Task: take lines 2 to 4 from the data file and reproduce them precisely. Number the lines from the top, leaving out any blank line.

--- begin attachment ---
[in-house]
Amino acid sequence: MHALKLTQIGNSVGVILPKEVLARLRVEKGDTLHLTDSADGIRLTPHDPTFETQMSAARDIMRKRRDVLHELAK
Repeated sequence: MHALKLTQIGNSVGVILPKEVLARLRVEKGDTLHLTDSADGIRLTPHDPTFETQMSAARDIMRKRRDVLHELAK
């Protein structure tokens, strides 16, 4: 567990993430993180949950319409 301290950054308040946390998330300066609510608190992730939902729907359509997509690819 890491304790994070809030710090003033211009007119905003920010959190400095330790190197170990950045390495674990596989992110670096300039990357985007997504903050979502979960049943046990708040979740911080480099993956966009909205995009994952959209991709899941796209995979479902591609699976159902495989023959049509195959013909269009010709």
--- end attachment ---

Amino acid sequence: MHALKLTQIGNSVGVILPKEVLARLRVEKGDTLHLTDSADGIRLTPHDPTFETQMSAARDIMRKRRDVLHELAK
Repeated sequence: MHALKLTQIGNSVGVILPKEVLARLRVEKGDTLHLTDSADGIRLTPHDPTFETQMSAARDIMRKRRDVLHELAK
């Protein structure tokens, strides 16, 4: 567990993430993180949950319409 301290950054308040946390998330300066609510608190992730939902729907359509997509690819 890491304790994070809030710090003033211009007119905003920010959190400095330790190197170990950045390495674990596989992110670096300039990357985007997504903050979502979960049943046990708040979740911080480099993956966009909205995009994952959209991709899941796209995979479902591609699976159902495989023959049509195959013909269009010709």